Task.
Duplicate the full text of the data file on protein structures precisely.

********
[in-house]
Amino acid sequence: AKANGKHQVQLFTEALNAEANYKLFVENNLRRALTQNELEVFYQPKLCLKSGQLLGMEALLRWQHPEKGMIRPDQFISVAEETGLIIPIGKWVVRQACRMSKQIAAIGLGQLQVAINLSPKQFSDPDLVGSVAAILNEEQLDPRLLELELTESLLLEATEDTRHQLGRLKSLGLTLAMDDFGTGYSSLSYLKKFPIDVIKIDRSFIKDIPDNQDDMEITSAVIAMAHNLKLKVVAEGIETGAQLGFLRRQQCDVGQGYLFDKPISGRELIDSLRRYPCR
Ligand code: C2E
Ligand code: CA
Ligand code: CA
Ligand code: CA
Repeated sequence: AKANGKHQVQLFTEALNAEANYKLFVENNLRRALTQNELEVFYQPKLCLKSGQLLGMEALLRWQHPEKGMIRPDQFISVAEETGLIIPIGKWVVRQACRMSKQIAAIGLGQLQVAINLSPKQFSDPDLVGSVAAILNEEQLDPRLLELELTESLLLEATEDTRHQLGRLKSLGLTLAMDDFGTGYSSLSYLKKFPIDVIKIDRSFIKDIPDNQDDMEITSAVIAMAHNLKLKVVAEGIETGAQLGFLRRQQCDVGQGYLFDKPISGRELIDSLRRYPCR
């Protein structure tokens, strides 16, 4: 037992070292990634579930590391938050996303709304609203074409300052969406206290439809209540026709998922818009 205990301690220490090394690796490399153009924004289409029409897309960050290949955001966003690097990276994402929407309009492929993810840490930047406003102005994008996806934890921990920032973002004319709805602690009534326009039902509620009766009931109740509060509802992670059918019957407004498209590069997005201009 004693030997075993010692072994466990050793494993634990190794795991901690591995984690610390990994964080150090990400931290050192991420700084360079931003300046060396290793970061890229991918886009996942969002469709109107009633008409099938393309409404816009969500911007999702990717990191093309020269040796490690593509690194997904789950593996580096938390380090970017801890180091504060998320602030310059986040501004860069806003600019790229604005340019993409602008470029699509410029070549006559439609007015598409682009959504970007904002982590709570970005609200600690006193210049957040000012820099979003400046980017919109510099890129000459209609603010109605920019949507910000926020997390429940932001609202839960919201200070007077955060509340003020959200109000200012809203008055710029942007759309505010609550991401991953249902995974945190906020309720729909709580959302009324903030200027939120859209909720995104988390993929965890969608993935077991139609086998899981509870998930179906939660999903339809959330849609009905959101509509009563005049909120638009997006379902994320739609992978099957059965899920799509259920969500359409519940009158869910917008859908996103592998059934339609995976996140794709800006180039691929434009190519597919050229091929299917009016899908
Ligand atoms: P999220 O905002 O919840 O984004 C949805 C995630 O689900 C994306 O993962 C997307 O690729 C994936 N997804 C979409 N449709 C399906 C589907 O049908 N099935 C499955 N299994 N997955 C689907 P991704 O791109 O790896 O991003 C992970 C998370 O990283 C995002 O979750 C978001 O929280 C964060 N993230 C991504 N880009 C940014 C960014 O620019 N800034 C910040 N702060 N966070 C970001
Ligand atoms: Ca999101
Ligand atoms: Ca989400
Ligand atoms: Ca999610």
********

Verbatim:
[in-house]
Amino acid sequence: AKANGKHQVQLFTEALNAEANYKLFVENNLRRALTQNELEVFYQPKLCLKSGQLLGMEALLRWQHPEKGMIRPDQFISVAEETGLIIPIGKWVVRQACRMSKQIAAIGLGQLQVAINLSPKQFSDPDLVGSVAAILNEEQLDPRLLELELTESLLLEATEDTRHQLGRLKSLGLTLAMDDFGTGYSSLSYLKKFPIDVIKIDRSFIKDIPDNQDDMEITSAVIAMAHNLKLKVVAEGIETGAQLGFLRRQQCDVGQGYLFDKPISGRELIDSLRRYPCR
Ligand code: C2E
Ligand code: CA
Ligand code: CA
Ligand code: CA
Repeated sequence: AKANGKHQVQLFTEALNAEANYKLFVENNLRRALTQNELEVFYQPKLCLKSGQLLGMEALLRWQHPEKGMIRPDQFISVAEETGLIIPIGKWVVRQACRMSKQIAAIGLGQLQVAINLSPKQFSDPDLVGSVAAILNEEQLDPRLLELELTESLLLEATEDTRHQLGRLKSLGLTLAMDDFGTGYSSLSYLKKFPIDVIKIDRSFIKDIPDNQDDMEITSAVIAMAHNLKLKVVAEGIETGAQLGFLRRQQCDVGQGYLFDKPISGRELIDSLRRYPCR
């Protein structure tokens, strides 16, 4: 037992070292990634579930590391938050996303709304609203074409300052969406206290439809209540026709998922818009 205990301690220490090394690796490399153009924004289409029409897309960050290949955001966003690097990276994402929407309009492929993810840490930047406003102005994008996806934890921990920032973002004319709805602690009534326009039902509620009766009931109740509060509802992670059918019957407004498209590069997005201009 004693030997075993010692072994466990050793494993634990190794795991901690591995984690610390990994964080150090990400931290050192991420700084360079931003300046060396290793970061890229991918886009996942969002469709109107009633008409099938393309409404816009969500911007999702990717990191093309020269040796490690593509690194997904789950593996580096938390380090970017801890180091504060998320602030310059986040501004860069806003600019790229604005340019993409602008470029699509410029070549006559439609007015598409682009959504970007904002982590709570970005609200600690006193210049957040000012820099979003400046980017919109510099890129000459209609603010109605920019949507910000926020997390429940932001609202839960919201200070007077955060509340003020959200109000200012809203008055710029942007759309505010609550991401991953249902995974945190906020309720729909709580959302009324903030200027939120859209909720995104988390993929965890969608993935077991139609086998899981509870998930179906939660999903339809959330849609009905959101509509009563005049909120638009997006379902994320739609992978099957059965899920799509259920969500359409519940009158869910917008859908996103592998059934339609995976996140794709800006180039691929434009190519597919050229091929299917009016899908
Ligand atoms: P999220 O905002 O919840 O984004 C949805 C995630 O689900 C994306 O993962 C997307 O690729 C994936 N997804 C979409 N449709 C399906 C589907 O049908 N099935 C499955 N299994 N997955 C689907 P991704 O791109 O790896 O991003 C992970 C998370 O990283 C995002 O979750 C978001 O929280 C964060 N993230 C991504 N880009 C940014 C960014 O620019 N800034 C910040 N702060 N966070 C970001
Ligand atoms: Ca999101
Ligand atoms: Ca989400
Ligand atoms: Ca999610």